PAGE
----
In a Lineair Single Regression example, I have a hypothesis:

H_0: ß = 0.

Normally T will than be:

T= (b - ß) / se(b)

but, since I test wherever ß = 0, i can use:

T= b / se(b)

Question 1) Is this correct? or is there another reason why i may use T = b / sec(b) ? (in stead of (b-ß)/se(b))

Now according to the book: (b-ß) / se(b) ~ t_(n-2)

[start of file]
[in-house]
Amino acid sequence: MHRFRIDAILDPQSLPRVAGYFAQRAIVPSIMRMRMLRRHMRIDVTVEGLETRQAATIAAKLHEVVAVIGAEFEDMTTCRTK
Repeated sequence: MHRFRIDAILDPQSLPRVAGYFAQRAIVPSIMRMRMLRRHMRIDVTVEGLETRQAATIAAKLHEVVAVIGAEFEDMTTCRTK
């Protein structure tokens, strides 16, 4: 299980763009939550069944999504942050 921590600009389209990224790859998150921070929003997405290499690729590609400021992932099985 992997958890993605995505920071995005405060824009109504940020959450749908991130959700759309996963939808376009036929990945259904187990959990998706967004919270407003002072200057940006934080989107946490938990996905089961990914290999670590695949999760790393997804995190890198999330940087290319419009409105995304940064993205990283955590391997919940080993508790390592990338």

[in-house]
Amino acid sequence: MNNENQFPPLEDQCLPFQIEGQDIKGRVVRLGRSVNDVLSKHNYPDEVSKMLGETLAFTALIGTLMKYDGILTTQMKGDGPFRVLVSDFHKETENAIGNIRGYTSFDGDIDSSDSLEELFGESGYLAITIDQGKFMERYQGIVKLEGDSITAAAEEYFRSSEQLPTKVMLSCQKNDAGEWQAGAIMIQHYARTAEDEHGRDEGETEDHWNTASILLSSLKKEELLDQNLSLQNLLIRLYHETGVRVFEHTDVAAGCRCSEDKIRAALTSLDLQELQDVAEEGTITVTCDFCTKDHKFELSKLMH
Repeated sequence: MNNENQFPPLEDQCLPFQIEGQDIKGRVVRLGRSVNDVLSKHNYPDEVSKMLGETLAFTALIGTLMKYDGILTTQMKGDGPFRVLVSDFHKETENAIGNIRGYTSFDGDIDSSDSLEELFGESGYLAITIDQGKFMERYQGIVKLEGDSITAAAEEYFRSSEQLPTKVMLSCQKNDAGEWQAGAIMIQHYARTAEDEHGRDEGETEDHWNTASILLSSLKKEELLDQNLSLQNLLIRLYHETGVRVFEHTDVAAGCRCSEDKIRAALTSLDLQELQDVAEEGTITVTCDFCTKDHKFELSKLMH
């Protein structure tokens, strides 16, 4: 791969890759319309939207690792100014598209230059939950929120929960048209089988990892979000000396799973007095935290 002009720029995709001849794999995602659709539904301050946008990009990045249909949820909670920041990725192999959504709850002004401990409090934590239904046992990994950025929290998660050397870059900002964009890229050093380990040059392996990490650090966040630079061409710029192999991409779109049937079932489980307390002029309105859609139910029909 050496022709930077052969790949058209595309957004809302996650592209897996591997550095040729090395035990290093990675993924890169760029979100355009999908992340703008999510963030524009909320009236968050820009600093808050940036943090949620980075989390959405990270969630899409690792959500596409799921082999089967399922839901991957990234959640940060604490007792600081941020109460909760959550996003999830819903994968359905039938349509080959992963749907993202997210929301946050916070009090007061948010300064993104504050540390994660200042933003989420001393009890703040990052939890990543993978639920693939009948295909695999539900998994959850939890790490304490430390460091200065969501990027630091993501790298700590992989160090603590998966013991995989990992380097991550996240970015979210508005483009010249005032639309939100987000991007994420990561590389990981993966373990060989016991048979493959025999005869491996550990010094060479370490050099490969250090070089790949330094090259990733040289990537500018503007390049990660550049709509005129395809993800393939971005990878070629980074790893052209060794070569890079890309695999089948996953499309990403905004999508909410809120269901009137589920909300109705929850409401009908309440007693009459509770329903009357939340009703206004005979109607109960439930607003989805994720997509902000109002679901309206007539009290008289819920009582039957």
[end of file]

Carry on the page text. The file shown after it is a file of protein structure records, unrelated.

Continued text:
So, if my N=20, I have to look in the Student's t-distribution table where "N" (or "df" as it is called in my table) is "18" (18=20-2)

Question 2) Why? Why do I have to look in the row where (df=18), why not t_(n-3) (df=17) or t_n (df=20)

Could anyone explain me why T = (b - ß) / se(b) commes with t_(n-2)? and not n-3, n-4, etc...?

Thank you!

Jeffrey